Research on Relationship between Depth of Fusion and Process Parameters in Low-Temperature Laser Sintering Process

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Kigure, T.
Yamauchi, Y.
Niino, T.

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University of Texas at Austin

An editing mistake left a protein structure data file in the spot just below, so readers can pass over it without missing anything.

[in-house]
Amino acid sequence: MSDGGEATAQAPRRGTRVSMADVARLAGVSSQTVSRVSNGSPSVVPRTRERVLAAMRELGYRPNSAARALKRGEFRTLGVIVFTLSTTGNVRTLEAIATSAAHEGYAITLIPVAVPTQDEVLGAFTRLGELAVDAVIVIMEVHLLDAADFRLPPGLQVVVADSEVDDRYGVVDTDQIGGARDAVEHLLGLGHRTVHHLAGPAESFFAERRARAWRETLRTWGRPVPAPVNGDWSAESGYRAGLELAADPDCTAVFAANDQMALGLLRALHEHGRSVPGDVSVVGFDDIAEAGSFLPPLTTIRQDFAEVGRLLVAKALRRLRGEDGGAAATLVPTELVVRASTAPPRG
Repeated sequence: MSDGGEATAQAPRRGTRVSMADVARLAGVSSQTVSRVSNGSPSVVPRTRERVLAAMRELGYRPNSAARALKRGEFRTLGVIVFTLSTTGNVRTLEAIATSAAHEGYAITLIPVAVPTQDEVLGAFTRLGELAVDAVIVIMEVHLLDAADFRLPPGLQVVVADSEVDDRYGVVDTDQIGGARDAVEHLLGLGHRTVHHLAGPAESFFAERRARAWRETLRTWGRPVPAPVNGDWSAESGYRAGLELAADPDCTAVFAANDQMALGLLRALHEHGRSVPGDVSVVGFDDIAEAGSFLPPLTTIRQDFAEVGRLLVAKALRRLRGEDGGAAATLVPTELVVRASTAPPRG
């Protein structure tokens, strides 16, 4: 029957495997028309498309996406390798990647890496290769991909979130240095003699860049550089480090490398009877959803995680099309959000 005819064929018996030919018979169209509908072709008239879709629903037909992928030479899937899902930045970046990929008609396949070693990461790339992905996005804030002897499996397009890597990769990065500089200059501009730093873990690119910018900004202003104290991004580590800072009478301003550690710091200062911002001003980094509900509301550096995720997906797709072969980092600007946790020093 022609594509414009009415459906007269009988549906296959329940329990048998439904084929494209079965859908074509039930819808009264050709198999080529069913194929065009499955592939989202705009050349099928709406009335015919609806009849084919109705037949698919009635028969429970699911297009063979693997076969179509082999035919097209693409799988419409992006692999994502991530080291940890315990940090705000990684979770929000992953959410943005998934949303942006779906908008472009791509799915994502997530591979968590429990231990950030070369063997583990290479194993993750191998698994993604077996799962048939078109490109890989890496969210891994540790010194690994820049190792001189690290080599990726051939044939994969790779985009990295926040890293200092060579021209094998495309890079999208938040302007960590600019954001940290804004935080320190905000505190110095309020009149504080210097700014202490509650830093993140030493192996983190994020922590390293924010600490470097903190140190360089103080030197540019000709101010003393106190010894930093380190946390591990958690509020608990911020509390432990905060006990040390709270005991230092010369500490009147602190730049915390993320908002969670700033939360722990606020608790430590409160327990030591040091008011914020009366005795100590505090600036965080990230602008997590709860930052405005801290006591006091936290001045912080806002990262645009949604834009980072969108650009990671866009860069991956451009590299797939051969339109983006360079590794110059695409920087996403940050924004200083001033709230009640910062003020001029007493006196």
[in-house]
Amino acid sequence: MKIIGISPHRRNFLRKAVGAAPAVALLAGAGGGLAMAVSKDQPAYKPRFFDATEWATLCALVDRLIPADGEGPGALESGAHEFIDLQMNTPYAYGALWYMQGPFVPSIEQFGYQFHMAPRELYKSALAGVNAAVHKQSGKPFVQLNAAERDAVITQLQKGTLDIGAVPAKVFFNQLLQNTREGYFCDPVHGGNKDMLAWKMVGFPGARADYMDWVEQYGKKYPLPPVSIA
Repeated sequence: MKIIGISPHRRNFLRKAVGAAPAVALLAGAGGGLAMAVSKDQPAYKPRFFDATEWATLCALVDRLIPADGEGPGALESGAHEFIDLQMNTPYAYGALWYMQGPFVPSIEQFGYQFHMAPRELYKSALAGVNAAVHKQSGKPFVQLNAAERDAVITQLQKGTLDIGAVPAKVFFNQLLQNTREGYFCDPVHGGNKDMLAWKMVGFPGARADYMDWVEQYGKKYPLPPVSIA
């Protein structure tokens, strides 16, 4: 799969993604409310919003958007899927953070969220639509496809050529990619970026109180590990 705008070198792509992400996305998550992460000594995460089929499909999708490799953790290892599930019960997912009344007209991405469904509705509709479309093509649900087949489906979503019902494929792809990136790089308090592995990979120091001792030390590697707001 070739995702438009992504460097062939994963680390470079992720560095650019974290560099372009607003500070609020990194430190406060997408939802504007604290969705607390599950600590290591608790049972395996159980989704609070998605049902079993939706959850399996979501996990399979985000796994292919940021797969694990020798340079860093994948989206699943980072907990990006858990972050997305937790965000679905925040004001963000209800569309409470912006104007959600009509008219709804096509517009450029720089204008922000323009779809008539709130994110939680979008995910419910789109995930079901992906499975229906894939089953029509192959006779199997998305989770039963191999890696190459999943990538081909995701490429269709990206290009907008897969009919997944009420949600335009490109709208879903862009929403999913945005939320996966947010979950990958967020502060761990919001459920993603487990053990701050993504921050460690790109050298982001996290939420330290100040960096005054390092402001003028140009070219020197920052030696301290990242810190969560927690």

Model of low-temperature laser sintering, in which part warpage during process is prevented by anchoring of parts instead of high-temperature preheating, is discussed. Low-temperature laser sintering process allows powder bed temperature to be lower than those in normal laser sintering process which suppresses parts warpage by preheating powder bed above its recrystallization temperature. When we introduce a new process or material, many experimental examinations are required to decide adequate building conditions. To reduce this process, theoretical process modeling and simulations are carried out. In stereolithography, relationship between laser irradiance and cure depth is known as “working curve,” and used for fundamental equation for this technology. On the other hand, many theoretical models for laser sintering have been introduced, and most of them are thermal models dealing with heat transfer in powder bed. Contrarily, there are few reports concerning measurement and calculation of fusion depth though fusion depth can be obtained easily by experiment and working curve is a useful to determination of building parameters. In this study, working curve which represents relationship between part thickness obtained by monolayer scan and incident energy was investigated. As a result of normalizing the power by the minimum power that can melt the surface of the powder bed, all the plots lay on the same single line. This line, namely master curve, is unique for each powder and useful to finding various parameters.


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